The unassuming South Indian Filter Coffee

South Indian Filter Coffee, Specialty Coffee

Our previous blogs tell you that India is the 6th largest producer of coffee in the world. They also tell you how the British commercialized this crop for export and Mysore Coffee became a much sought after product in Europe. While most of the crop was cultivated for export, there was a small local market too, which soon made coffee a popular beverage in South India. But, coffee was expensive, and India was rooted deep in the caste system that allowed it to become a drink only of the elite Brahmin Class. Even though Coffee Houses sprang up all over the country, the working middle and lower classes did not have access to them. This ended in the 1940s when the Coffee Board of India was formed to promote the production of coffee and regulate coffee prices. South India was soon producing enough for home consumption as well as export. Prices were not so daunting anymore and coffee became a staple morning drink for most South Indians. 

South Indian Filter Coffee 
Filter Coffee is the common name for coffee brewed the Indian way. This is a percolation brew method using finely ground coffee and a traditional Indian filter that originated in South India. Coffee brewed this way has many other names. ‘Degree coffee’, ‘meter coffee’, ‘Mysore coffee', 'Madras coffee' are just some of them and they depend on the sub-region, cultural history and context. Outside India, coffee brewed with the Indian filter is fondly dubbed Filter Kaapi. We will use this name to avoid confusing it with filter coffee made with a drip brew method.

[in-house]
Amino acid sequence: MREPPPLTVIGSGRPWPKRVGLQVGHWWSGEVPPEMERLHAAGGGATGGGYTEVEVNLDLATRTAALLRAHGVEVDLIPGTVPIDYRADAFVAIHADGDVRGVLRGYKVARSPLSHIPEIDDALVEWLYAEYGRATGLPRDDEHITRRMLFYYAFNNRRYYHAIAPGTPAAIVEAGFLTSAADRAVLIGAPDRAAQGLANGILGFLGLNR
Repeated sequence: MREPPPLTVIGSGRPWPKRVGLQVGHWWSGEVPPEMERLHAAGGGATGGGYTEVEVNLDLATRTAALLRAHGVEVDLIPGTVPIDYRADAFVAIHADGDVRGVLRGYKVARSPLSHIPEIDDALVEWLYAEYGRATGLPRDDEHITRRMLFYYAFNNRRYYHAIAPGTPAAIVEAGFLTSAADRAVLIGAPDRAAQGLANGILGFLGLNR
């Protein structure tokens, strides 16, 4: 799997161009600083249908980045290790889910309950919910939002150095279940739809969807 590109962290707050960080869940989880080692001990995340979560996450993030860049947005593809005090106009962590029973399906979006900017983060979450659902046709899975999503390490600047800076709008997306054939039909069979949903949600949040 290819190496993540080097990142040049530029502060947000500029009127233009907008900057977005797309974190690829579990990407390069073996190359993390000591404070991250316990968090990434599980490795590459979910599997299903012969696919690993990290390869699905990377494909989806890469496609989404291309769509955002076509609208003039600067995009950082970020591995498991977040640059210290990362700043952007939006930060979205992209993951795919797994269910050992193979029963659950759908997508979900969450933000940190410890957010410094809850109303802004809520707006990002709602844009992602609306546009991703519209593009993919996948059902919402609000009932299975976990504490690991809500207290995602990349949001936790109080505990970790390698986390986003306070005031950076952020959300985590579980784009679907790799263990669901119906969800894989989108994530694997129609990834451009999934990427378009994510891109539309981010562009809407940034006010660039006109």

There is something special about a cup of Filter Kaapi - it is precise, it is science, it is art, and, it is tradition. It evokes nostalgia for those of us who have childhood memories of waking up to its distinctive smell. A delightfully satisfying cup is a combination of a lot of little perfect things - the bean, the roast, the blend, the grind, the brew and finally the way it is served. Believe us when we tell you, every aspect plays an important role in making that quintessential first cup. And here’s the thing - if the first cup is done right, you’re never left wanting a second. 

What makes this coffee preparation so special? Let’s find out. 

The basic Bs and then some
The beans, blend and the chicory. Wait, what? Chicory? You wonder… We’ll get to that in a moment. Authentic Filter Kaapi is a blend of two varieties of coffee beans - Plantation A (Washed Arabica of the highest quality) and Peaberry (also Arabica variety). This blend is roasted to a medium-dark level and ground fine to use in a traditional Indian Coffee Filter.

Now, sometime during WW2 trade routes were disrupted and the coffee industry suffered setbacks. Chicory root came into the picture then as it resembled the color and aroma of coffee minus the caffeine. Chicory was mixed into the coffee as a substitute, adding a slight bitterness and strong aroma. Today it is the factor that contributes to the distinct taste and aroma of authentic South Indian Filter Coffee. The most common coffee to chicory ratio is 80:20. Coffee purists in India however, prefer their brew without the chicory.